Data Availability Statement
The datasets presented in this study can be found in online repositories. The names of the repository/repositories and accession number(s) can be found below: Dataryad and accession name RHIVDB data. https://datadryad.org/stash; https://datadryad.org/stash/share/iqb_UwuHd61_I5_z6bot9ui9PKoeEzBxpxX187vnEy0.
OT: idea, manuscript writing, and review. AR: database realization and manuscript writing. DK: collecting amino acid sequences, clinical data on CD4+ cell count, viral load, and manuscript editing. VP: manuscript review and editing. All authors contributed to the article and approved the submitted version.
This study was supported by Russian Science Foundation grant 19-75-10097.
Conflict of Interest
The authors declare that the research was conducted in the absence of any commercial or financial relationships that could be construed as a potential conflict of interest.
The Supplementary Material for this article can be found online at: https://www.frontiersin.org/articles/10.3389/fgene.2021.679029/full#supplementary-material
- ^ http://www.who.int
- ^ https://www.ncbi.nlm.nih.gov/nuccore/1906382
- ^ NRTI Resistance Notes – HIV Drug Resistance Database (https://www.stanford.edu/)
Geronikaki, A., Eleftheriou, P., and Poroikov, V. (2016). “Anti-HIV agents: current status and recent trends,” in Communicable Diseases of the Developing World in Topics in Medicinal Chemistry, ed. A. K. Saxena (Cham: Springer), 37–95.
Lieberman, J. P., Manjunath, S. N., and Andersson, J. (2001). Dressed to Kill? A review of why antiviral CD8 T lymphocytes fail to prevent progressive immunodeficiency in HIV-1 infection. Blood 98, 1667–1677. doi: 10.1182/blood.v98.6.1667
Lopez-Galindez, C., Pernas, M., Casado, C., Isabel Olivares, I., and Lorenzo-Redondo, R. (2019). Elite controllers and lessons learned for HIV-1 cure. Curr. Opin. Virol. 38, 31–36. doi: 10.1016/j.coviro.2019.05.010
Pironti, A., Pfeifer, N., Walter, H., Jensen, B.-E. O., Zazzi, M., Perpétua Gomes, P., et al. (2017). Using drug exposure for predicting drug resistance — a data-driven genotypic interpretation tool. PLoS One 12:e0174992. doi: 10.1371/journal.pone.0174992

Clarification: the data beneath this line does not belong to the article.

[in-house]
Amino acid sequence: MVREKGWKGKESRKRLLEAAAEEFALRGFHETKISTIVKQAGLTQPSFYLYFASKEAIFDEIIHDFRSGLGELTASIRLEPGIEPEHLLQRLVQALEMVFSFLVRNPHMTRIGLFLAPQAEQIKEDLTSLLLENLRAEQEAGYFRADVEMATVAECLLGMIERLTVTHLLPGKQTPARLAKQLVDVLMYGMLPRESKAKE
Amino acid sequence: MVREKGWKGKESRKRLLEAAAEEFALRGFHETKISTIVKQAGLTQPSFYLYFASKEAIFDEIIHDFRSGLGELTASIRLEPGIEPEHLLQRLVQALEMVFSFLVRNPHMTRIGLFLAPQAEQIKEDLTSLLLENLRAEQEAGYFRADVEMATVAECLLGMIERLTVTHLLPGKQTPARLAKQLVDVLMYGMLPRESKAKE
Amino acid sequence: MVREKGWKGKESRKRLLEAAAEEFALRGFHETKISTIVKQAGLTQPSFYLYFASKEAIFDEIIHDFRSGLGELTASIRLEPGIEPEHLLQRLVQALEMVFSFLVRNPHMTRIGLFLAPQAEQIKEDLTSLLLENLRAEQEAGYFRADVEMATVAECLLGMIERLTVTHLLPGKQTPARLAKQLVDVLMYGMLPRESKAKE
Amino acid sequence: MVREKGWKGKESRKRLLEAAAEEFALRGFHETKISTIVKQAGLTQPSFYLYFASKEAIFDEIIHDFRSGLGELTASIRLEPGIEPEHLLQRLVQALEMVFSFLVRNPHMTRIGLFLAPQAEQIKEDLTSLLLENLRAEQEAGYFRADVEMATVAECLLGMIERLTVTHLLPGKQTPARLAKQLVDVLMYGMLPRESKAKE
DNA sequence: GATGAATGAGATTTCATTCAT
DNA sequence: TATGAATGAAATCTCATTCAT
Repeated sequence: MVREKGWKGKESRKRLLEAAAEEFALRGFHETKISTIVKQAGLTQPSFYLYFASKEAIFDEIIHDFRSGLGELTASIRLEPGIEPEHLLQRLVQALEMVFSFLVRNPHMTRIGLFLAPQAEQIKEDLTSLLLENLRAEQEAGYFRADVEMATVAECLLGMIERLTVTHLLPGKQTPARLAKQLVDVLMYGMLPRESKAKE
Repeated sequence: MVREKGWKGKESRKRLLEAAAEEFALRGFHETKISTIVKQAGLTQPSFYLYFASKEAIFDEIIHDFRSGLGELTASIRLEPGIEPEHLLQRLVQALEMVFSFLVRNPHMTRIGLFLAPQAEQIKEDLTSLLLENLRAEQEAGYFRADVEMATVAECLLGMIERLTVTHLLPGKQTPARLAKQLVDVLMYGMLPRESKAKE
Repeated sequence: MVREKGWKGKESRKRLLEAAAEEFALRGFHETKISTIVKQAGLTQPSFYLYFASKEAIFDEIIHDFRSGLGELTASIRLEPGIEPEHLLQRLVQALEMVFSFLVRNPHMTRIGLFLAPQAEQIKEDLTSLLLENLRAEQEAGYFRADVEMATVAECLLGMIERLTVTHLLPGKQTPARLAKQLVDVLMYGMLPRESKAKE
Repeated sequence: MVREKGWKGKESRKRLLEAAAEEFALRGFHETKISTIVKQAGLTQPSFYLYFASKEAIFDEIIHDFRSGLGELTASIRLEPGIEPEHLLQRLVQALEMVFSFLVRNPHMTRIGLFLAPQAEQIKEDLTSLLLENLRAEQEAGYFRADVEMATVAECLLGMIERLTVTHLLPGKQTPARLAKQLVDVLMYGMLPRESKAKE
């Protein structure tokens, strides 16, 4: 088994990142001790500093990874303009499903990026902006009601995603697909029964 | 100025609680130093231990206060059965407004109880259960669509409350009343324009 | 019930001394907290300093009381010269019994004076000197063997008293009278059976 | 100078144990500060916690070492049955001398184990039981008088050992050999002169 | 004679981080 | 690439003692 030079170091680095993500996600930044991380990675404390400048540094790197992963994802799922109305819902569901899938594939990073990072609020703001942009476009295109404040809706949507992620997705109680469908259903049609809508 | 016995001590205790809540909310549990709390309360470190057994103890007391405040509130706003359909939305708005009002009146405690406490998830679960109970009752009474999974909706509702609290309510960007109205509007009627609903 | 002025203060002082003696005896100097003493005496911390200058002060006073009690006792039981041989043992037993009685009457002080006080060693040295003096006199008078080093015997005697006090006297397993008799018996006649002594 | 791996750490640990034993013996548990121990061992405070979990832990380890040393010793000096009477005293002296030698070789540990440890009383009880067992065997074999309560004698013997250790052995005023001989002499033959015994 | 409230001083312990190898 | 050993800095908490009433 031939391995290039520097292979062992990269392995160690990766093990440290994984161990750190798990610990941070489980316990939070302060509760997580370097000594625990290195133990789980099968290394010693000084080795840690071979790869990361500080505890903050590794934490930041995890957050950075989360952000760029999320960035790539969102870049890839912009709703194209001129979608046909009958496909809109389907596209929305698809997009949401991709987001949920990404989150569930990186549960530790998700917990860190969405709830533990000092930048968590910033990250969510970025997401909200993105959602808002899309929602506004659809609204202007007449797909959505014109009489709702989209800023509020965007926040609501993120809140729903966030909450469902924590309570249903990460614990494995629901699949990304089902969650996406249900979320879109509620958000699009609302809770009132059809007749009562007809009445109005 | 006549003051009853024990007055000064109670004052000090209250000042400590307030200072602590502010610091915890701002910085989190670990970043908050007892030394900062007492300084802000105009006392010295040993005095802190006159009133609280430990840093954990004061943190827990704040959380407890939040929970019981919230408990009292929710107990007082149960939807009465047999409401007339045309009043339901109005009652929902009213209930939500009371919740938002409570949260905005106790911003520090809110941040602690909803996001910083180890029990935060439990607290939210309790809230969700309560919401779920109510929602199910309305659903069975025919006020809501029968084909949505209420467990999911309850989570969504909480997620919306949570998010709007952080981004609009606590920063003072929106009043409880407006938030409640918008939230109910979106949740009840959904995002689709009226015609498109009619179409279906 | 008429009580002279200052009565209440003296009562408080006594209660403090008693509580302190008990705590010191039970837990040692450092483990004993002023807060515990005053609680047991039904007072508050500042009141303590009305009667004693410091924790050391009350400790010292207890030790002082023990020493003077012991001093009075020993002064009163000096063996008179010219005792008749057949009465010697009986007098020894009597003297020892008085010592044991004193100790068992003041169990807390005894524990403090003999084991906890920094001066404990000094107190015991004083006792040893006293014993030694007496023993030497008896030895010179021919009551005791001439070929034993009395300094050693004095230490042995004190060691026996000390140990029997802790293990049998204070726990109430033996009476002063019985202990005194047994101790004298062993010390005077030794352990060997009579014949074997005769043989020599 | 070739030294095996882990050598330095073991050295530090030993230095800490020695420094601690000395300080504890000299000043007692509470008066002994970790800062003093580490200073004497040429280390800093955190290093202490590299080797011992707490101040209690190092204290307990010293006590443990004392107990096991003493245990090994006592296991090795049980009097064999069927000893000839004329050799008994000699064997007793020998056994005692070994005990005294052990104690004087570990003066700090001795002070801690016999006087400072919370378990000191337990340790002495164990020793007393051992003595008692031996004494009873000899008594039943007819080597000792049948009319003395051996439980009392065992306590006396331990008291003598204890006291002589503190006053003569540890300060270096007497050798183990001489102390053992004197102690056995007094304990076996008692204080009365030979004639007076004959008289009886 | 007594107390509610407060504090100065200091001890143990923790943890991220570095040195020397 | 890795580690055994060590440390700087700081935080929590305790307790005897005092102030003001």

Raposo, L. M., and Nobre, F. F. (2017). Ensemble classifiers for predicting HIV-1 resistance from three rule-based genotypic resistance interpretation systems. J. Med. Syst. 41:155. doi: 10.1007/s10916-017-0802-8
Rhee, S.-Y., Gonzales, M. J., Kantor, R., Bradley, B. J., Ravela, J., and Shafer, R. W. (2003). Human immunodeficiency virus reverse transcriptase and protease sequence database. Nucleic Acids Res. 31, 298–303. doi: 10.1093/nar/gkg100
Sievers, F., Wilm, A., Dineen, D., Gibson, T. J., Karplus, K., Li, W., et al. (2011). Fast, scalable generation of high-quality protein multiple sequence alignments using clustal omega. Mol. Syst. Biol. 7:539. doi: 10.1038/msb.2011.75
Tarasova, O., Biziukova, N., Kireev, D., Lagunin, A., Ivanov, S., Filimonov, D., et al. (2020). A computational approach for the prediction of treatment history and the effectiveness or failure of antiretroviral therapy. Int. J. Mol. Sci. 21:748. doi: 10.3390/ijms21030748
Toor, J. S., Sharma, A., Kumar, R., Gupta, P., Garg, P., and Arora, S. K. (2011). Prediction of drug-resistance in HIV-1 subtype C based on protease sequences from ART naive and first-line treatment failures in north india using genotypic and docking analysis. Antiviral Res. 92, 213–218. doi: 10.1016/j.antiviral.2011.08.005
Keywords: antiretroviral therapy, drug exposure, therapy success, database, human immunodeficiency virus, HIV, sequence data analysis, HIV drug resistance
Citation: Tarasova O, Rudik A, Kireev D and Poroikov V (2021) RHIVDB: A Freely Accessible Database of HIV Amino Acid Sequences and Clinical Data of Infected Patients. Front. Genet. 12:679029. doi: 10.3389/fgene.2021.679029
Received: 10 March 2021; Accepted: 14 May 2021;
Published: 10 June 2021.
Edited by:Tatiana V. Tatarinova, University of La Verne, United States
Reviewed by:Shaoqing Wen, Fudan University, China
Ramon Lorenzo-Redondo, Northwestern University, United States
Copyright © 2021 Tarasova, Rudik, Kireev and Poroikov. This is an open-access article distributed under the terms of the Creative Commons Attribution License (CC BY). The use, distribution or reproduction in other forums is permitted, provided the original author(s) and the copyright owner(s) are credited and that the original publication in this journal is cited, in accordance with accepted academic practice. No use, distribution or reproduction is permitted which does not comply with these terms.